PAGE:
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3 Responses to “The Nile is not just a river in Egypt”

  1. Jerri Stroud Says:

    Robin:
    I enjoyed this post. I remember going to rodeos as a kid, including the Rooftop Rodeo in Estes Park, Colorado. Can’t wait to hear about the campaign. Do you think Tester can hang on?

    I’m back at work after getting my pacemaker, but my editors don’t seem to be asking me to do much yet. I feel pretty good, but haven’t started exercising much except for a walk around the block on Monday. I have to stay out of the pool for another week, and my bandage is on until next Monday. Can’t lift my left arm over shoulder height for a month so probably won’t really start swimming until after Turkey Day.

    Take care.
    Aunt Jerri

  2. Craig P. Says:

    Penny told me of your rodeo post, as she’s aware that I’ve been to many a few in my home county (my family has 2 boxes = 12 seats for the SBCHSR – San Benito County Horse Show & Rodeo – 4th weekend in June), and once in Salinas. You’ve quickly picked up on:
    1. Jesus makes an appearance at virtually all rodeos.
    2. Barrel racing is a real skill (have a niece that is fiercely competitive in the event)
    3. Physical damage is generally shared btw the animals & the humans, though I’ve yet to see anyone shoot a cowboy w/ a broken leg. (There is always a vet & an md at rodeos, but oddly no psychiatrist to help the young to question why they consider climbing atop an angry and agitated 1500# animal fun.)

    What you may have missed
    1. Team roping, which often includes women, demands a high level of skill, as does competing in a hackamore event, a cutting event, and figure 8 roping – all of which can also include women. There are other skill events, and paradoxically it is these events that are less common at professional rodeos – more likely to be at amateur ones.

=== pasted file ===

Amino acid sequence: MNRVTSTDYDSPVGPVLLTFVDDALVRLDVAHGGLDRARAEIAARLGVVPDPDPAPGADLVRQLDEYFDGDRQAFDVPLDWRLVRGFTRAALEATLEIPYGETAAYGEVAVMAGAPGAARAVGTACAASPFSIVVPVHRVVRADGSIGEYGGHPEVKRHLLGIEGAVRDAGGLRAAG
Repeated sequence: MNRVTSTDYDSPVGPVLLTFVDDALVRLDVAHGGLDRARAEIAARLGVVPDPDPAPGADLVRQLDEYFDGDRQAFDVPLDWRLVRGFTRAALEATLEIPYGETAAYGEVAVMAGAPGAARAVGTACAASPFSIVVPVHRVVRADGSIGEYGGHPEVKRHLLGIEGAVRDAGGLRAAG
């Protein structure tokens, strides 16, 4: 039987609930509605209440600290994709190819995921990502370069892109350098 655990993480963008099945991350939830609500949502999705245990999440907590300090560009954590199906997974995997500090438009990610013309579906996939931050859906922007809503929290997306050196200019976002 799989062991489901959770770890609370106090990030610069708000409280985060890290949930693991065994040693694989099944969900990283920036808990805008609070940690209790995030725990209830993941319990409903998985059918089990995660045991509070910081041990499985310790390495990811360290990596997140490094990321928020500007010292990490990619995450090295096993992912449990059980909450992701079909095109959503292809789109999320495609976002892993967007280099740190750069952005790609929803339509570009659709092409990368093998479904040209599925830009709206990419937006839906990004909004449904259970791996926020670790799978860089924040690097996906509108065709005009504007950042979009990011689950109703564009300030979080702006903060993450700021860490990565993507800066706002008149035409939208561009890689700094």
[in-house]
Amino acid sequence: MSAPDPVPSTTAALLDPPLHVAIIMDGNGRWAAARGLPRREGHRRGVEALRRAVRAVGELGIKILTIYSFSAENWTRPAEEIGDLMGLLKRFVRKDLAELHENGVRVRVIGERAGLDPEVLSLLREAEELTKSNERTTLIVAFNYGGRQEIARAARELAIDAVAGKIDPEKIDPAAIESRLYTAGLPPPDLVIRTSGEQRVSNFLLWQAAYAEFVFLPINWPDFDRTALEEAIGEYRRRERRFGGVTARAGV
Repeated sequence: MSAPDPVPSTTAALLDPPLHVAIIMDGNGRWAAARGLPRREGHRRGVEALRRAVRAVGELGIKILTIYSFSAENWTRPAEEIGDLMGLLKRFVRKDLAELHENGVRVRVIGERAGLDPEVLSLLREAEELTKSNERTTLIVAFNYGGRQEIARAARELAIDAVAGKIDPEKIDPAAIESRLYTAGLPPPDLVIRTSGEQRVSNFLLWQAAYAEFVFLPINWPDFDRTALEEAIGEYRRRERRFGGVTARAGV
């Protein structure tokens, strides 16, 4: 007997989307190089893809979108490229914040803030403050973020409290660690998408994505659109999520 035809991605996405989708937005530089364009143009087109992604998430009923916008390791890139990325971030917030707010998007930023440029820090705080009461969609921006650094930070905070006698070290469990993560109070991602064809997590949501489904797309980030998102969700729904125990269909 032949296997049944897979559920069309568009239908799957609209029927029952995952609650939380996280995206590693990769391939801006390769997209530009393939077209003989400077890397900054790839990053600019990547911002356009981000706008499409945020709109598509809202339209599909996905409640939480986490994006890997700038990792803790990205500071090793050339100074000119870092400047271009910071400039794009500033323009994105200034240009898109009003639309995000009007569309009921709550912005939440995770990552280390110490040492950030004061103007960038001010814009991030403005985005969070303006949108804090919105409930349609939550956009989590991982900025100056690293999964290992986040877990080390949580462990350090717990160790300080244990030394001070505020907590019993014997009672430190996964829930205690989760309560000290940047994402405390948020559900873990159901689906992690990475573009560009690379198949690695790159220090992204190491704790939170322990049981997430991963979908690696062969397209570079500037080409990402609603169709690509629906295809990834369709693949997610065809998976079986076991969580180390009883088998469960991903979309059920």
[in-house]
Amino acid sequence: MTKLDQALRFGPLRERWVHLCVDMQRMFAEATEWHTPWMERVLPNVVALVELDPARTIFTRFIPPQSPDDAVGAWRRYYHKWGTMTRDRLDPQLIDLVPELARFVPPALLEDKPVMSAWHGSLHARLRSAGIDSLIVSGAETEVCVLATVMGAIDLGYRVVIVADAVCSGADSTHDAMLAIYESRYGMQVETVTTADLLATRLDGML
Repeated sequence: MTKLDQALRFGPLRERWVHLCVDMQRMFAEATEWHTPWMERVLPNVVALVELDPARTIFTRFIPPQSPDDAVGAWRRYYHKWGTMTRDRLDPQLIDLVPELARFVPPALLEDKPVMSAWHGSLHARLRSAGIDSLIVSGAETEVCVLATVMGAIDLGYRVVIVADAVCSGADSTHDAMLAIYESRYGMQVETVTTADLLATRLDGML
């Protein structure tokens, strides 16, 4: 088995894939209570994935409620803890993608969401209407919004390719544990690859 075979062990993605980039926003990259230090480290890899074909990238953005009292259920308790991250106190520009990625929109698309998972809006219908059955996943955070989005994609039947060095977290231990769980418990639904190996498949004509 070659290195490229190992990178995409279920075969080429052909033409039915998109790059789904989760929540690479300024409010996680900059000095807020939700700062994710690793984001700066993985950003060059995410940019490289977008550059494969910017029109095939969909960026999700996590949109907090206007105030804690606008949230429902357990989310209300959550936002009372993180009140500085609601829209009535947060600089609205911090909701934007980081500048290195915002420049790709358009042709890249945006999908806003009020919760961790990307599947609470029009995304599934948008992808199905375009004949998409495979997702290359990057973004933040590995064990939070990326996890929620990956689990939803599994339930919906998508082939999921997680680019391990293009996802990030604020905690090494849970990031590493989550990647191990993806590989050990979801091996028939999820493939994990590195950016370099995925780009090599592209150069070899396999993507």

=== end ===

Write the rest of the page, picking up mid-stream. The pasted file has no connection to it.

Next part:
2. Cows have udders & milk; bulls have testicles & semen; steers – they got nothing.
    3. Jumping onto cows (steers?) – that was probably called bulldogging, & as ridiculous as it looks, someone in my county died doing it 20-30 years ago. Even before, and definitely since, I’ve no understanding of why anyone would do it.
    4. Rodeo is a Spanish word, and at a few events it’s still given the Spanish pronunciation – rō’dāō. In my county, we looked down on any other pronunciation.

    Anyway, glad you were able to experience an alternate lifestyle. Shall I tell your folks to give you a subscription to Range magazine for your birthday?

  3. George H. Stroud Says:

    Reminds me of the story about the woman at a dude ranch.
    A wrangler was showing around a young woman guest, pointing out the enclosures for the mares, the geldings and the stallions.
    What’s a gelding, she asks, and the wrangler stammers and suggests she ask the foreman. So she does.
    The foreman is also shy about answering, but finally goes at it this way:
    “Well, you undertand mares and stallions. So when we want to breed a mare, we put her in a corral with a stallion.”
    “So what about the gelding?” she asks.
    “OK. When we put the stallion with the mare. we send the gelding along as a consultant.”